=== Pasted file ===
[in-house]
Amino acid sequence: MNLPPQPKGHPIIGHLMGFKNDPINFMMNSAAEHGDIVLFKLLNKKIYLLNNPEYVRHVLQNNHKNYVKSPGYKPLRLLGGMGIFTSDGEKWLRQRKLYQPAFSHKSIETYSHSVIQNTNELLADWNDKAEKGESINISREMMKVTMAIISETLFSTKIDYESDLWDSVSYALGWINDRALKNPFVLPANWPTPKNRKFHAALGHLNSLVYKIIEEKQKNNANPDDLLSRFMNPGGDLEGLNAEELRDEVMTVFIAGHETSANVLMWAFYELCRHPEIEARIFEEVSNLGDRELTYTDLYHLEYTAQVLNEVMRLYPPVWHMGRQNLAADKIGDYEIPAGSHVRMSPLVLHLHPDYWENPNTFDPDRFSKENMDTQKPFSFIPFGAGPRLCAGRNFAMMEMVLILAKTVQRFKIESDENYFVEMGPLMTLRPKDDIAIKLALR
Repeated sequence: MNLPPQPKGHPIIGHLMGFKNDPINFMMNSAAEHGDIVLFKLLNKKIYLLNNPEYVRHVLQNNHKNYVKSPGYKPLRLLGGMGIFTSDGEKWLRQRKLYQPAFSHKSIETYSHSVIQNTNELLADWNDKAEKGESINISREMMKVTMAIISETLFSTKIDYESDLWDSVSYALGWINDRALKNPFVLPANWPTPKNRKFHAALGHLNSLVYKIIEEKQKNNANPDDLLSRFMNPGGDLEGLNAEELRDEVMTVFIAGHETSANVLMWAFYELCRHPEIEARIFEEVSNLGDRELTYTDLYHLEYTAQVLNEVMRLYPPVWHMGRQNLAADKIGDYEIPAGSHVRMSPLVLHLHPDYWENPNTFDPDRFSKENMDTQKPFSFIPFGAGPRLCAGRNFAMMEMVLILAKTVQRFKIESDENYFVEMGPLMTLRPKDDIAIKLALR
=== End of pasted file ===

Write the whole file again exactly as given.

[in-house]
Amino acid sequence: MNLPPQPKGHPIIGHLMGFKNDPINFMMNSAAEHGDIVLFKLLNKKIYLLNNPEYVRHVLQNNHKNYVKSPGYKPLRLLGGMGIFTSDGEKWLRQRKLYQPAFSHKSIETYSHSVIQNTNELLADWNDKAEKGESINISREMMKVTMAIISETLFSTKIDYESDLWDSVSYALGWINDRALKNPFVLPANWPTPKNRKFHAALGHLNSLVYKIIEEKQKNNANPDDLLSRFMNPGGDLEGLNAEELRDEVMTVFIAGHETSANVLMWAFYELCRHPEIEARIFEEVSNLGDRELTYTDLYHLEYTAQVLNEVMRLYPPVWHMGRQNLAADKIGDYEIPAGSHVRMSPLVLHLHPDYWENPNTFDPDRFSKENMDTQKPFSFIPFGAGPRLCAGRNFAMMEMVLILAKTVQRFKIESDENYFVEMGPLMTLRPKDDIAIKLALR
Repeated sequence: MNLPPQPKGHPIIGHLMGFKNDPINFMMNSAAEHGDIVLFKLLNKKIYLLNNPEYVRHVLQNNHKNYVKSPGYKPLRLLGGMGIFTSDGEKWLRQRKLYQPAFSHKSIETYSHSVIQNTNELLADWNDKAEKGESINISREMMKVTMAIISETLFSTKIDYESDLWDSVSYALGWINDRALKNPFVLPANWPTPKNRKFHAALGHLNSLVYKIIEEKQKNNANPDDLLSRFMNPGGDLEGLNAEELRDEVMTVFIAGHETSANVLMWAFYELCRHPEIEARIFEEVSNLGDRELTYTDLYHLEYTAQVLNEVMRLYPPVWHMGRQNLAADKIGDYEIPAGSHVRMSPLVLHLHPDYWENPNTFDPDRFSKENMDTQKPFSFIPFGAGPRLCAGRNFAMMEMVLILAKTVQRFKIESDENYFVEMGPLMTLRPKDDIAIKLALR